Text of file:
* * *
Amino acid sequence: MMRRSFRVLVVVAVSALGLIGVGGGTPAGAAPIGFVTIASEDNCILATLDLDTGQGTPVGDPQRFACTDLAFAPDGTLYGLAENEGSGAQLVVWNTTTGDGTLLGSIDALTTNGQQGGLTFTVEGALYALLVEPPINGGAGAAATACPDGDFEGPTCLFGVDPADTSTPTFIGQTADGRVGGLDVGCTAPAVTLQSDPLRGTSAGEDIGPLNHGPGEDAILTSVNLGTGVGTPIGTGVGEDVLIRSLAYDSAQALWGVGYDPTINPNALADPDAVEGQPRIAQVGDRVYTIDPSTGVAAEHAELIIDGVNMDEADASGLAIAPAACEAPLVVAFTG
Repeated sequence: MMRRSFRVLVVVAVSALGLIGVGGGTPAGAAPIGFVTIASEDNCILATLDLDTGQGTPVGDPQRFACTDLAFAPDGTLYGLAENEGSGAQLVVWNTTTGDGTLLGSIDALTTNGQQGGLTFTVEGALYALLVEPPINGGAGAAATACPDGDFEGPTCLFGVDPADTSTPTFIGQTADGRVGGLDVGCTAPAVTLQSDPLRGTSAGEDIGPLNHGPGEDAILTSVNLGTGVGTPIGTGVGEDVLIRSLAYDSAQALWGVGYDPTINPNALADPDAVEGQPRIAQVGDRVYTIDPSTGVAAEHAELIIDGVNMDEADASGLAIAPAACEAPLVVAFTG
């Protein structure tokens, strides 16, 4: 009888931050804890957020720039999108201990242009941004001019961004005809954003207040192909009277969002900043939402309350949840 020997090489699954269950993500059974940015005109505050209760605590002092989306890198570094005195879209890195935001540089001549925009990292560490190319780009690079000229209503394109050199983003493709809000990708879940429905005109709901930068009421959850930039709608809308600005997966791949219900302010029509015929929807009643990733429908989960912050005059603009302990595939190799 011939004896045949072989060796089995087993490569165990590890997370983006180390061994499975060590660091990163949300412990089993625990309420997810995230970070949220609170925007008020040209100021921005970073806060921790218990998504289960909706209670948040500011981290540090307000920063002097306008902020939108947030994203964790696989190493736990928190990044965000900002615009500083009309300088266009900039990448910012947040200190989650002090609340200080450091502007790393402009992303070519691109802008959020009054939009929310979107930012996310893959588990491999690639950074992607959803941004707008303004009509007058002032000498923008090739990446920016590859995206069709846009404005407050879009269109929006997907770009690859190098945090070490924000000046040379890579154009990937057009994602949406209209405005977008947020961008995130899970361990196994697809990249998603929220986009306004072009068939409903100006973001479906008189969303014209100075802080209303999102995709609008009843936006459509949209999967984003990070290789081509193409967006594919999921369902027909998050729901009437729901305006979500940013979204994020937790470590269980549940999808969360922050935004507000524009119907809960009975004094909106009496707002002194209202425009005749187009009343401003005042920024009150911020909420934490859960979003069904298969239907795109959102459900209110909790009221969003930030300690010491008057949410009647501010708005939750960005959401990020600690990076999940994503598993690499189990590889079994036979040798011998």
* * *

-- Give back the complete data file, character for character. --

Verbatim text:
Amino acid sequence: MMRRSFRVLVVVAVSALGLIGVGGGTPAGAAPIGFVTIASEDNCILATLDLDTGQGTPVGDPQRFACTDLAFAPDGTLYGLAENEGSGAQLVVWNTTTGDGTLLGSIDALTTNGQQGGLTFTVEGALYALLVEPPINGGAGAAATACPDGDFEGPTCLFGVDPADTSTPTFIGQTADGRVGGLDVGCTAPAVTLQSDPLRGTSAGEDIGPLNHGPGEDAILTSVNLGTGVGTPIGTGVGEDVLIRSLAYDSAQALWGVGYDPTINPNALADPDAVEGQPRIAQVGDRVYTIDPSTGVAAEHAELIIDGVNMDEADASGLAIAPAACEAPLVVAFTG
Repeated sequence: MMRRSFRVLVVVAVSALGLIGVGGGTPAGAAPIGFVTIASEDNCILATLDLDTGQGTPVGDPQRFACTDLAFAPDGTLYGLAENEGSGAQLVVWNTTTGDGTLLGSIDALTTNGQQGGLTFTVEGALYALLVEPPINGGAGAAATACPDGDFEGPTCLFGVDPADTSTPTFIGQTADGRVGGLDVGCTAPAVTLQSDPLRGTSAGEDIGPLNHGPGEDAILTSVNLGTGVGTPIGTGVGEDVLIRSLAYDSAQALWGVGYDPTINPNALADPDAVEGQPRIAQVGDRVYTIDPSTGVAAEHAELIIDGVNMDEADASGLAIAPAACEAPLVVAFTG
């Protein structure tokens, strides 16, 4: 009888931050804890957020720039999108201990242009941004001019961004005809954003207040192909009277969002900043939402309350949840 020997090489699954269950993500059974940015005109505050209760605590002092989306890198570094005195879209890195935001540089001549925009990292560490190319780009690079000229209503394109050199983003493709809000990708879940429905005109709901930068009421959850930039709608809308600005997966791949219900302010029509015929929807009643990733429908989960912050005059603009302990595939190799 011939004896045949072989060796089995087993490569165990590890997370983006180390061994499975060590660091990163949300412990089993625990309420997810995230970070949220609170925007008020040209100021921005970073806060921790218990998504289960909706209670948040500011981290540090307000920063002097306008902020939108947030994203964790696989190493736990928190990044965000900002615009500083009309300088266009900039990448910012947040200190989650002090609340200080450091502007790393402009992303070519691109802008959020009054939009929310979107930012996310893959588990491999690639950074992607959803941004707008303004009509007058002032000498923008090739990446920016590859995206069709846009404005407050879009269109929006997907770009690859190098945090070490924000000046040379890579154009990937057009994602949406209209405005977008947020961008995130899970361990196994697809990249998603929220986009306004072009068939409903100006973001479906008189969303014209100075802080209303999102995709609008009843936006459509949209999967984003990070290789081509193409967006594919999921369902027909998050729901009437729901305006979500940013979204994020937790470590269980549940999808969360922050935004507000524009119907809960009975004094909106009496707002002194209202425009005749187009009343401003005042920024009150911020909420934490859960979003069904298969239907795109959102459900209110909790009221969003930030300690010491008057949410009647501010708005939750960005959401990020600690990076999940994503598993690499189990590889079994036979040798011998």